"The dissolving microneedle patch could open up many new doors for immunization programs by eliminating the need for trained personnel to carry out the vaccination," Prausnitz said. "This approach could make a significant impact because it could enable self-administration as well as simplify vaccination programs in schools and assisted living facilities."

(Photo: GIT)

Georgia Institute of Technology

CAN BLOCKING A FROWN KEEP BAD FEELINGS AT BAY?

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Your facial expression may tell the world what you are thinking or feeling. But it also affects your ability to understand written language related to emotions, according to research published in the July issue of Psychological Science, a journal of the Association for Psychological Science.

The new study reported on 40 people who were treated with botulinum toxin, or Botox. Tiny applications of this powerful nerve poison were used to deactivate muscles in the forehead that cause frowning.

The interactions of facial expression, thoughts, and emotions have intrigued scientists for more than a century, says the study's first author, University of Wisconsin-Madison psychology Ph.D. candidate David Havas.

Scientists have found that blocking the ability to move the body causes changes in cognition and emotion, but there were always questions. (One of the test treatments caused widespread, if temporary, paralysis.) In contrast, Havas was studying people after a pinpoint treatment to paralyze a single pair of "corrugator" muscles, which cause brow-wrinkling frowns.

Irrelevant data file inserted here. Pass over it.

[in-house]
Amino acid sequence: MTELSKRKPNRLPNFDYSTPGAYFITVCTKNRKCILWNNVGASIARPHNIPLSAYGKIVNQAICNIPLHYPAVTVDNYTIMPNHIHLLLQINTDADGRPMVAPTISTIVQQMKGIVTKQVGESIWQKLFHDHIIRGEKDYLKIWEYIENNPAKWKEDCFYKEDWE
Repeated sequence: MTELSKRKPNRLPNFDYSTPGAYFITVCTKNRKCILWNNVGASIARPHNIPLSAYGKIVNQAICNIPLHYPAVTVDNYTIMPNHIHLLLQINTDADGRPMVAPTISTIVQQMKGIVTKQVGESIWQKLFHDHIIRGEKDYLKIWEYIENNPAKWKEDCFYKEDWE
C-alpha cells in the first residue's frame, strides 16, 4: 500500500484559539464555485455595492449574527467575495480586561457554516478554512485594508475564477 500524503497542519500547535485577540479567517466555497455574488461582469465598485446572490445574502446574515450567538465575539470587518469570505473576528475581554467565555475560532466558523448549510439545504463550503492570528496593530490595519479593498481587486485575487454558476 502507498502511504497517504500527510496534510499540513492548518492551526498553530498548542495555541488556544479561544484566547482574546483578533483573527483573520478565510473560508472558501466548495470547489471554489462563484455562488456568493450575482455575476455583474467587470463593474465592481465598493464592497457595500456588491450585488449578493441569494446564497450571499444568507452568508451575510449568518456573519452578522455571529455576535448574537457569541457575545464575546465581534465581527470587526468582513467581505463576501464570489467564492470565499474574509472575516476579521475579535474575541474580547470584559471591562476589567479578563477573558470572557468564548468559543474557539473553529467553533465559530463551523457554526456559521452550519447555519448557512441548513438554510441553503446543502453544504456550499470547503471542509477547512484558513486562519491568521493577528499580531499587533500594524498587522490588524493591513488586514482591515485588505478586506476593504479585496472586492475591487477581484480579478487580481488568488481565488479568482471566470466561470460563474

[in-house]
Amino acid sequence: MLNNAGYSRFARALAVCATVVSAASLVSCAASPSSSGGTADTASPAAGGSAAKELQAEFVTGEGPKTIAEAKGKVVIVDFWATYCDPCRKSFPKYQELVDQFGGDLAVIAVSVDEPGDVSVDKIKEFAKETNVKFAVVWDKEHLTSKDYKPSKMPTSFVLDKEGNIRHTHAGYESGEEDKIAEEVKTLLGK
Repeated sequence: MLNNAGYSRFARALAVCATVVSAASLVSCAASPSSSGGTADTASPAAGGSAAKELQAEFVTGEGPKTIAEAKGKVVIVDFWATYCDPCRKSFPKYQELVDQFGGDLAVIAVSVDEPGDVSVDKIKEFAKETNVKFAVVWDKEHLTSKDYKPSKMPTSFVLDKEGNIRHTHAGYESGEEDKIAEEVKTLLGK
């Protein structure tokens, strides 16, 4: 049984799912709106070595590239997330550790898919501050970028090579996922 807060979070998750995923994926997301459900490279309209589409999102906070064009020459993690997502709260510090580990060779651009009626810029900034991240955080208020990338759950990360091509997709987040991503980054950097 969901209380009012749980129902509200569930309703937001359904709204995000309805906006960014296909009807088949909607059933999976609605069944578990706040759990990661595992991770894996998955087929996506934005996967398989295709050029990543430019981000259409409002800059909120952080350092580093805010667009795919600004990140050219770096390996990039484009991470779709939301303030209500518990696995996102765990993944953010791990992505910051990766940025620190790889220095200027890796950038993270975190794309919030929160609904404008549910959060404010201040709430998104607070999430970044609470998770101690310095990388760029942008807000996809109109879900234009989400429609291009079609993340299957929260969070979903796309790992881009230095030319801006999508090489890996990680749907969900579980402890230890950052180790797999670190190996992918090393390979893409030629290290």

To test how blocking a frown might affect comprehension of language related to emotions, Havas asked the patients to read written statements, before and then two weeks after the Botox treatment. The statements were angry ("The pushy telemarketer won't let you return to your dinner"), sad ("You open your e-mail in-box on your birthday to find no new e-mails") or happy ("The water park is refreshing on the hot summer day.").

Havas gauged the ability to understand these sentences according to how quickly the subject pressed a button to indicate they had finished reading it. "We periodically checked that the readers were understanding the sentences, not just pressing the button," says Havas.

The results showed no change in the time needed to understand the happy sentences. But after Botox treatment, the subjects took more time to read the angry and sad sentences. Although the time difference was small, it was significant, he adds. Moreover, the changes in reading time couldn't be attributed to changes in participants' mood.

The use of Botox to test how making facial expressions affect emotional centers in the brain was pioneered by Andreas Hennenlotter of the Max Planck Institute in Leipzig, Germany.